Still USC, leaders after the first and second rounds, wouldn't go quietly. Solid final-day starts from Song, Belen Mozo and Cyna Rodriguez allowed the Trojans to regain the lead on the back nine. Yet just when they seemed to claim the momentum, they lost it on the 15th, a 330-yard par 4 where USC posted three bogeys and a double. Meanwhile, clutch up-and-downs for par on 15 and 16 from LeBlanc, who shot a 71 to finish T-3 individually, steadied things for Purdue. When Song's birdie effort on 18 failed to drop, it brought back memories of last year at Caves Valley, where she missed a putt on the 72nd hole to force an individual playoff with another Boilermaker, Maria Hernandez. "This wasn't on anybody's shoulders," said USC coach Andrea Gaston, consoling a tearful Song, who finished T-5 in her final college event. "All of us left some shots out there. We win together, and we lose together."

That this Purdue squad would carry the banner for northern programs might come as a surprise considering Hernandez, the best player in school history, graduated last May. Yet Brouse had confidence that freshmen Gonzalez-Escallon (of Belgium) and Reto (South Africa) could contribute, helping juniors Gulyanamitta (Thailand) and Hoffmeister (Germany) carrying the load.

The maturation of LeBlanc, a 6-foot-2 junior from Quebec, was one of the season's biggest storylines. Few questioned her talent, but her temper had been an ongoing source of frustration. Having had enough, Brouse took the radical step of disqualifying his own player for unsportsmanlike conduct during a tournament in March in hopes of sending a message.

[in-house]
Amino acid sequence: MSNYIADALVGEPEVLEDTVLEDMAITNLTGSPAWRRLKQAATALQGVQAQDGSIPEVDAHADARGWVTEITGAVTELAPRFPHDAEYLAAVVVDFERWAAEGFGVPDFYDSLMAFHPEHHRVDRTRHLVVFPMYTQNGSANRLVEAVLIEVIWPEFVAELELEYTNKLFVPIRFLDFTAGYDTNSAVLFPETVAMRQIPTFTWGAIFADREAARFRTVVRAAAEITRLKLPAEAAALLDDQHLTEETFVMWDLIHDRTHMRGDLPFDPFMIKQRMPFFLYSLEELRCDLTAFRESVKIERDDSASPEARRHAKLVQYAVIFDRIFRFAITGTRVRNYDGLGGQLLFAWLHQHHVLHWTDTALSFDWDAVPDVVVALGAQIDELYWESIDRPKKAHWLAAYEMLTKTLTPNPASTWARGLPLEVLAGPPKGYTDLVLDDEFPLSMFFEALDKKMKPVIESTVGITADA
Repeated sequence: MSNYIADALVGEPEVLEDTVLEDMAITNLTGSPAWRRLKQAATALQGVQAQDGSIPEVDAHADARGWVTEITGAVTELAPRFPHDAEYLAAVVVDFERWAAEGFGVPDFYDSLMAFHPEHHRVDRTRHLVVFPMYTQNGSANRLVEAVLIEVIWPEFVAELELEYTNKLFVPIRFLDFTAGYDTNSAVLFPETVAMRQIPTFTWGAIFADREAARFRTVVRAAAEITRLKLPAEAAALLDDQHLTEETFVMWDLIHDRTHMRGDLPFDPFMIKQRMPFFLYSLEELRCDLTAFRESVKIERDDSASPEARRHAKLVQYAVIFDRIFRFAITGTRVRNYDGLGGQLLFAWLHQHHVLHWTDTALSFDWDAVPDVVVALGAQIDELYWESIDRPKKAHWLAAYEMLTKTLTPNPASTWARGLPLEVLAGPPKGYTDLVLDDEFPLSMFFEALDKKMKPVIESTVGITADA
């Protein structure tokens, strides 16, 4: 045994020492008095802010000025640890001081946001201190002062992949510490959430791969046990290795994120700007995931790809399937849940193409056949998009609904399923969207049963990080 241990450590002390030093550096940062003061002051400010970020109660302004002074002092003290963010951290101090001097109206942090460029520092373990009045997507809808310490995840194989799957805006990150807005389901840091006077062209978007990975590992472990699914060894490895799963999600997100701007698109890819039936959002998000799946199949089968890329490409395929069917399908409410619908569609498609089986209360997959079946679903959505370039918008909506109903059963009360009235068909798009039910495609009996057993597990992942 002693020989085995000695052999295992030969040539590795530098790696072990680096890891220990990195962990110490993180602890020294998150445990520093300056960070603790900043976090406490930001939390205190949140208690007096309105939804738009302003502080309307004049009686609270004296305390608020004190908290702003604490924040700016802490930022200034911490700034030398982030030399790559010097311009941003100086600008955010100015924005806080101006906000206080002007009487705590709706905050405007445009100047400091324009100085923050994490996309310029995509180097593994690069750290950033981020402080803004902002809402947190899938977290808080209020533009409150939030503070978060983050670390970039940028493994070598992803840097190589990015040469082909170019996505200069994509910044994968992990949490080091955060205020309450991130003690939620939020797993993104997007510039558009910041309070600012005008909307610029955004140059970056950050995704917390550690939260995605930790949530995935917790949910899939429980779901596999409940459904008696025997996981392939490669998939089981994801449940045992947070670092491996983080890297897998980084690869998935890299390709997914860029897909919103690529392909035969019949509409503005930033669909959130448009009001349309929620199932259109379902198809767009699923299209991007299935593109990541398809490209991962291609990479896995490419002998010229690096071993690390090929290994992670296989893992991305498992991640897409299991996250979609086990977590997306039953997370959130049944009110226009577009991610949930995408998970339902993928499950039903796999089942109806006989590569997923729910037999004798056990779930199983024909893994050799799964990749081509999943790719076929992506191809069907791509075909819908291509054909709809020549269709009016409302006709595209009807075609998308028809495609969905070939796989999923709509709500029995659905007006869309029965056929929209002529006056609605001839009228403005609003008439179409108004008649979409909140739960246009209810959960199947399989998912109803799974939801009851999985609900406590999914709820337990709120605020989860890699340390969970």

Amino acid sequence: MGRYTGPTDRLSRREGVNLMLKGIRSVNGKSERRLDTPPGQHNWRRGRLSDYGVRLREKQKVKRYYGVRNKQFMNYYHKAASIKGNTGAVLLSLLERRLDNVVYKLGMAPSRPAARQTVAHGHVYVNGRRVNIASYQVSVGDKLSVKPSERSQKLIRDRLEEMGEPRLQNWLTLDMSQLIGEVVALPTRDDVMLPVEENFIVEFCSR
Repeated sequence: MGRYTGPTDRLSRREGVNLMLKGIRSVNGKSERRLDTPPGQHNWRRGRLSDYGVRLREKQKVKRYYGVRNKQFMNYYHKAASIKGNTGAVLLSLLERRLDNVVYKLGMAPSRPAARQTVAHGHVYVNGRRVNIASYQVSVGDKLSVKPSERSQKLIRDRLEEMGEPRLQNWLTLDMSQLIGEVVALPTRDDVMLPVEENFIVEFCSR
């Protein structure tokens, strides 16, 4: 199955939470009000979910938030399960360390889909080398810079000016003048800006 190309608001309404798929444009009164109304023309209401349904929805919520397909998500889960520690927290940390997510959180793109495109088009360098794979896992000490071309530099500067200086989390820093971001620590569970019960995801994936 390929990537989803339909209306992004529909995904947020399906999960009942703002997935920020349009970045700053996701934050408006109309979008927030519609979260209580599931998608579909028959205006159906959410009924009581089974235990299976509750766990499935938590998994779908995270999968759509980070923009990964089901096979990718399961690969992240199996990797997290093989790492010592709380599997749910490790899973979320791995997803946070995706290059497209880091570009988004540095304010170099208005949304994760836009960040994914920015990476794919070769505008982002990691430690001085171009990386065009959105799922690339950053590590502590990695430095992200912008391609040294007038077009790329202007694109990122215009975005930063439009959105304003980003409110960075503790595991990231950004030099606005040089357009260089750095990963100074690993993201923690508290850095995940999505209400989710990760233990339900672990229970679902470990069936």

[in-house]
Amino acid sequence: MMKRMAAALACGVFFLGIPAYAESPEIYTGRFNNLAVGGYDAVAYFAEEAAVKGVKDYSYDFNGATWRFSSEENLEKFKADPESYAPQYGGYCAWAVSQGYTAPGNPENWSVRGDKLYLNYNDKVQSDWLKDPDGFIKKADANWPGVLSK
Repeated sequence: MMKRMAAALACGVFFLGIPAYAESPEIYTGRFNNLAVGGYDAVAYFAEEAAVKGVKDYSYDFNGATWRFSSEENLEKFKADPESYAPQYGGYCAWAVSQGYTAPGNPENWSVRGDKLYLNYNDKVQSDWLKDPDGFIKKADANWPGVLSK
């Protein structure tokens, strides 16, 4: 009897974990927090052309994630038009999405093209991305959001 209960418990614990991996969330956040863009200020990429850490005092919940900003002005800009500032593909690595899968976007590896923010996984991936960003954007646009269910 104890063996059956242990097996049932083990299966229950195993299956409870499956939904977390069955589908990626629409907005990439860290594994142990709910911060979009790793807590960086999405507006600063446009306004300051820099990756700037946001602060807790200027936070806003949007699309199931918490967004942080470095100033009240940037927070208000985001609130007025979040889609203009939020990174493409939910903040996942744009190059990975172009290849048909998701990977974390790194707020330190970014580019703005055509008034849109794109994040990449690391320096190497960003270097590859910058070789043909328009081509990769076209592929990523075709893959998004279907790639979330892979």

"For better or for worse, I wasn't worried about whether she was mad at me," Brouse said. "I was looking out for her best interests as a player and a person." In the next three starts, LeBlanc posted three top-10s. Despite winning a third straight Big Ten title, their third victory of the season, the Boilermakers struggled at the Central Regional, losing to USC by 24 shots. Humbled, the players returned to campus and had their best week of practice all season. For five straight days they squared off against the men's squad in a medal-match competition, beating them each time to help boost their confidence.

Brouse, 61, started his coaching career at North Carolina in 1978 but returned home in 1998, helping build Purdue's Brick Boilermaker Golf Complex into one of the country's premier on-campus golf facilities. "He has great vision and always is thinking about what to do to help his players," said Nancy Cross, a senior associate athletic director at Purdue and the head of the NCAA Women's D-I Golf Committee. "And he'd come so close before at North Carolina [four top-fives] and here [second with the women in 2007], how can you not feel good for him?" "What can you say, it's special," Brouse said as the crowd began to disperse and his players posed for pictures with the trophy. "To see this is pretty neat."

Moments later he joined them, doing the thing all good coaches dream of -- celebrating a championship with his team.